Drew Baye Wins Over 50

Blah blah blah blah blah blah blah blah blah blah blah blah blah blah blah blah blah

My ilk?
What is MY ILK? :thinking::joy:
Just for reference sake, I’ve been quite supportive of your views in the past. I’ve stated that I support your viewpoint on cardio and practice it myself.
So my ilk would be your ilk also.
I have no preference either way, whether or not you post your views, in fact when “lurking” I find it quite entertaining when the ensuing online arguments erupt between yourself and those who do have issues with what you are saying.
I just thought that you had had enough of the “stress” that those online “debates” can bring, especially, as they always seem to go round in circles.
But if not, hey ho, crack on…I’ll go and get me some popcorn…

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I have to admit I had to look that up. My only defence being english is not my first language. Next up is to trace the origin of the word.

In regards to Ventilatory Threshold 1cardio training. This could be another thread, but this is available. Peter Attia seems pretty staunch regarding level 2 being necessary, a lot of it. However less level 5 of course which I assume would be more of a HIIT approach. He puts a lot of time on his cardio work, seemingly at level 2.

I posted this, maybe on my log, concerning the “new level system” and Kenneth Cooper’s “Cooper Point” system starting in the 1960s based on Cooper’s work with Air Force personnel. Cooper’s system acquired weekly/monthly points with 120 pts a month being ideal. Cooper picked jogging as the best exercise, but I think backed off, citing in later books rope skipping and/or riding an Airdyne being more efficient.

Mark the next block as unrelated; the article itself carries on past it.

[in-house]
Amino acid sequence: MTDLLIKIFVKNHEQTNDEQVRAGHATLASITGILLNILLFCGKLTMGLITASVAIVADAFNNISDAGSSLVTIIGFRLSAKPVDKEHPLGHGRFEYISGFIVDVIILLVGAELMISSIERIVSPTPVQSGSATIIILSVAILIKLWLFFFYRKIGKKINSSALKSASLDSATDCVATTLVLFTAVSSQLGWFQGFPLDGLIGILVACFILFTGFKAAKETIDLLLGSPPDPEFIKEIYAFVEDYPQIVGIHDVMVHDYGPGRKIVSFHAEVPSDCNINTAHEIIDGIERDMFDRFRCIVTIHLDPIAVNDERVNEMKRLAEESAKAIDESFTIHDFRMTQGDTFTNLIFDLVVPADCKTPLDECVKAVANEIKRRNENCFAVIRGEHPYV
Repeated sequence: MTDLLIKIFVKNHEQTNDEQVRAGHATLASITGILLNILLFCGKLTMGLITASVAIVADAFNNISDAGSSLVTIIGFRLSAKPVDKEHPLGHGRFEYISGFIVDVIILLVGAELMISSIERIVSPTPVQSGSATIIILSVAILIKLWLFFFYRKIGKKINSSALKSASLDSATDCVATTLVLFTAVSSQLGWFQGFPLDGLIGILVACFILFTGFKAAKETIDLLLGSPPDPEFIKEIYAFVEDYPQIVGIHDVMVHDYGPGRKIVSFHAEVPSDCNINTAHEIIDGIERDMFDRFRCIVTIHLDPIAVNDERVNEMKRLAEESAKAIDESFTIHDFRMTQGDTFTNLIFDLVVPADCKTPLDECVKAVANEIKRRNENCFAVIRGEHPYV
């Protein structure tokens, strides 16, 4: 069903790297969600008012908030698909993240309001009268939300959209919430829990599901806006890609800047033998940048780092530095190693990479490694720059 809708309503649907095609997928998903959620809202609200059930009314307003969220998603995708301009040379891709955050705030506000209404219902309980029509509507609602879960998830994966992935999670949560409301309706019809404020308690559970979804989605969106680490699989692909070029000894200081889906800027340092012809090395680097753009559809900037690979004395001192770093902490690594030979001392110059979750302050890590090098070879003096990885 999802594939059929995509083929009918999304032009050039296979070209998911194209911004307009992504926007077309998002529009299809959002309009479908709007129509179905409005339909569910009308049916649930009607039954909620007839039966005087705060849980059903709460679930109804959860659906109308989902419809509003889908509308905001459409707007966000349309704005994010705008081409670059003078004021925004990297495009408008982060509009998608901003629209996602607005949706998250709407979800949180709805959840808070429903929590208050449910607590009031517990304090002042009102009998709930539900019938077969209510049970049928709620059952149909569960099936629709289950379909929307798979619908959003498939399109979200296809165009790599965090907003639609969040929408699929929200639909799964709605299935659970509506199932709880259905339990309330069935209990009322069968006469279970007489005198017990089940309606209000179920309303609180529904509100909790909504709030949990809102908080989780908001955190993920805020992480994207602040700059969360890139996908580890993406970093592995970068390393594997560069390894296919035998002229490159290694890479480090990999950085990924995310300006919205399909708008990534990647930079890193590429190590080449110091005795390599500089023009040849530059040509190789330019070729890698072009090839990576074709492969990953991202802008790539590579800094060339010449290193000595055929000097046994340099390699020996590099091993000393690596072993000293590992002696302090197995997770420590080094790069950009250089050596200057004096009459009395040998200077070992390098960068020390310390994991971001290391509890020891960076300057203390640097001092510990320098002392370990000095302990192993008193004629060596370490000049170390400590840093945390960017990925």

In my personal experience, in my teens and 20s the Nautilus and Soloflex circuits kept me strong and seemingly (looking back) fit cardiovascularly. Now 40 years later, I have to add some type cardiovascular approach. HIT (in its various forms) still makes me strong, more so than volume. But if I do not pay attention to cardio, the day arrives when I huff and suck wind. Walking through Walmart becomes the Run Across the Sahara super-duper marathon.

I am all for HIT, but even walking 18 holes helps out.

Edit: I should apologize. This is about Drew Baye winning his division at the Daytona NPC. This is not about me sucking wind in Walmart. He worked hard pre-contest, and the results showed in the end. I do hope to see him continue competing, regardless of how he prepares. I know he is disliked by some, he can be brash, combative over what he believes, but he sticks with it. He has placed, and won, in two competitions in the last six months or so. not everyone does, but I have to admire that.